Organized by the Ibermuseums Program and the Ministry of Culture the public conversation “Museums and Human Rights. Housing and Providing the Memories of the Past” was held last Tuesday, November 10, in the context of the nomination of the ESMA Museum and Site of Memory to the UNESCO World Heritage List. The goal was to exchange experiences on museum and curatorial management of violent and traumatic stories in different countries of Latin America. In addition to the Museum, cases from Ecuador, El Salvador, Spain and Uruguay were also presented.
Viviana Usubiaga, Argentina’s National Director of Heritage Management, gave the opening speech and moderated the event, suggesting to “start from the idea that a sensitive museology can help achieve justice and build memory ”. The host highlighted: “The testimonies from victims of State terrorism, massacres, crimes against humanity, and armed conflicts in recent history are privileged sources for the projection of Never Again from the specific sites to the world”.
As part of the series of presentations, the first one to speak was Alejandra Naftal, Executive Director of the ESMA Museum and Site of Memory. “The challenge of these spaces is to find out how we can construct those memories of the past from the present day. In that sense, we believe museums need to distance themselves from that position of irrefutable authority and become places of debate, discussion, openness and reflection”, she stressed. Also, she suggested a strategy of finding consensus: “The only way to legitimize these spaces is by listening to the different voices of the protagonists of the debates, and interpret them”.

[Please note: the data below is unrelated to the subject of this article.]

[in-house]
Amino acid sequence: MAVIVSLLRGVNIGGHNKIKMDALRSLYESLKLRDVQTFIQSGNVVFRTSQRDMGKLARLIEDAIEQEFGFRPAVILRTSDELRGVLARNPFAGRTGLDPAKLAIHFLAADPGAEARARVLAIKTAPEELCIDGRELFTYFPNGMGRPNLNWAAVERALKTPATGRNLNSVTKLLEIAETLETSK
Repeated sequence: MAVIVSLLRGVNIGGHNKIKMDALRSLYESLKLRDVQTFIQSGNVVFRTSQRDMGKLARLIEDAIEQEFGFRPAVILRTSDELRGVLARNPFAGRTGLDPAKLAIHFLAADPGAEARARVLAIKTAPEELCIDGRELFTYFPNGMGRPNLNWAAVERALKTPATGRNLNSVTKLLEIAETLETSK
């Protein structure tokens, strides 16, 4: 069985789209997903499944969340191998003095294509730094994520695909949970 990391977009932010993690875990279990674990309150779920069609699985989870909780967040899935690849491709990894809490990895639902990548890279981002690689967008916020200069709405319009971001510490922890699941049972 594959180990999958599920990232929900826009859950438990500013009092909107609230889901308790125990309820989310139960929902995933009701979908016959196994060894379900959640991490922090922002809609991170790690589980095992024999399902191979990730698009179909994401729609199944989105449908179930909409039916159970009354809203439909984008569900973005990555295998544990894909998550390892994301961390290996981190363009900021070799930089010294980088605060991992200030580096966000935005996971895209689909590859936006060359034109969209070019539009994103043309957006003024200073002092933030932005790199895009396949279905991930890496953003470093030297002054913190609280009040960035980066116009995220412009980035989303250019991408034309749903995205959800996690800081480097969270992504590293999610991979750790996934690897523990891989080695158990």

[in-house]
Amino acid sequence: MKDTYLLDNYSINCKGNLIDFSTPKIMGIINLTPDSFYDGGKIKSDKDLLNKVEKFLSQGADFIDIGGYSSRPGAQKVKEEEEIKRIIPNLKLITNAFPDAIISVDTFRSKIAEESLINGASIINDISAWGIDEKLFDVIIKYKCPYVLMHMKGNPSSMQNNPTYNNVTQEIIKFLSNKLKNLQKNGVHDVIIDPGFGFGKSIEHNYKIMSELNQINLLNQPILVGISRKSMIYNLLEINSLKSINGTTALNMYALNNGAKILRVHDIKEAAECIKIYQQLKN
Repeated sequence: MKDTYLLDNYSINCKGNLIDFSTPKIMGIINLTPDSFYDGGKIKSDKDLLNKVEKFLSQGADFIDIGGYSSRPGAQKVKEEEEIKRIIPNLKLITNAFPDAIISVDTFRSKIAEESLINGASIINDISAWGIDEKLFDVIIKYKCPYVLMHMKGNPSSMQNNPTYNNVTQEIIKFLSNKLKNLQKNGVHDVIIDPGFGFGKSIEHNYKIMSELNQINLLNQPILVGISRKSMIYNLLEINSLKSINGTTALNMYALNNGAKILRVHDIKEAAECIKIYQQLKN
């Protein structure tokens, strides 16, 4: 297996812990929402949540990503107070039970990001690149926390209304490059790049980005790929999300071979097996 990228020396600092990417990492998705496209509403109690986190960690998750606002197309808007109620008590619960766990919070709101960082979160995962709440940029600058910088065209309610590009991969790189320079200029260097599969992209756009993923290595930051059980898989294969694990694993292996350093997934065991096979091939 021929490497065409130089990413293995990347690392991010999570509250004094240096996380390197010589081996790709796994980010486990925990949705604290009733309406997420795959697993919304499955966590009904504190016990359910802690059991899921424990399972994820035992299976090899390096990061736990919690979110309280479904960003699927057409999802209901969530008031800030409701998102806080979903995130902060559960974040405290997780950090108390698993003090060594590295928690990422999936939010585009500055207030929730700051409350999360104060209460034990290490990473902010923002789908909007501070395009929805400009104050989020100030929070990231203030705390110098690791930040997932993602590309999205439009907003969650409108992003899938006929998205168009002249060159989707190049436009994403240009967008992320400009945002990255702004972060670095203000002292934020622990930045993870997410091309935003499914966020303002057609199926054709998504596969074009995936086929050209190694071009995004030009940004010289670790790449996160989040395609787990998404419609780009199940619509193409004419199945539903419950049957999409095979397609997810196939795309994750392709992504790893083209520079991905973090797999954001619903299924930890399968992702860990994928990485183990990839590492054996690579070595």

Elbio Ferrario, Director of the Uruguay Cultural Center and Museum of Memory, stressed how important it is for the museum script to “be written not only by specialists but also the community in its diverse, organized manifestations” and argued that “in these places, the available heritage is intangible, and it’s related to Human Rights as a territory where human dignity materializes”.
“We regard these sites as true spaces of humanization”, said in turn María Gabriela Mena Galárraga, Executive Director of the National Museum of Ecuador. “These are places where a more humane museology occurs, a museology of the soul that manages to cure and create a better society”, she stated.
In turn, Ariana Ninel Pleitez, curator of exhibitions about Memory and Human Rights at the Ministry of Culture of El Salvador, noted that “in the relation between Museums and Memory there is no unique recipe nor a single way to do things”. When describing her country’s experience, she pointed out that “the important thing is to tap on meaning rather than artifacts” and that “people’s access to the site is essential, so they can own the place”.
As a closure, Montserrat Iniesta González, director of the Born Center of Culture and Memory of Spain, provided details of the work being made by the institution, which she described as “a place to connect those who do not share the same memorial cultures”, and “an urban space turned into a factory for the construction of present memories”.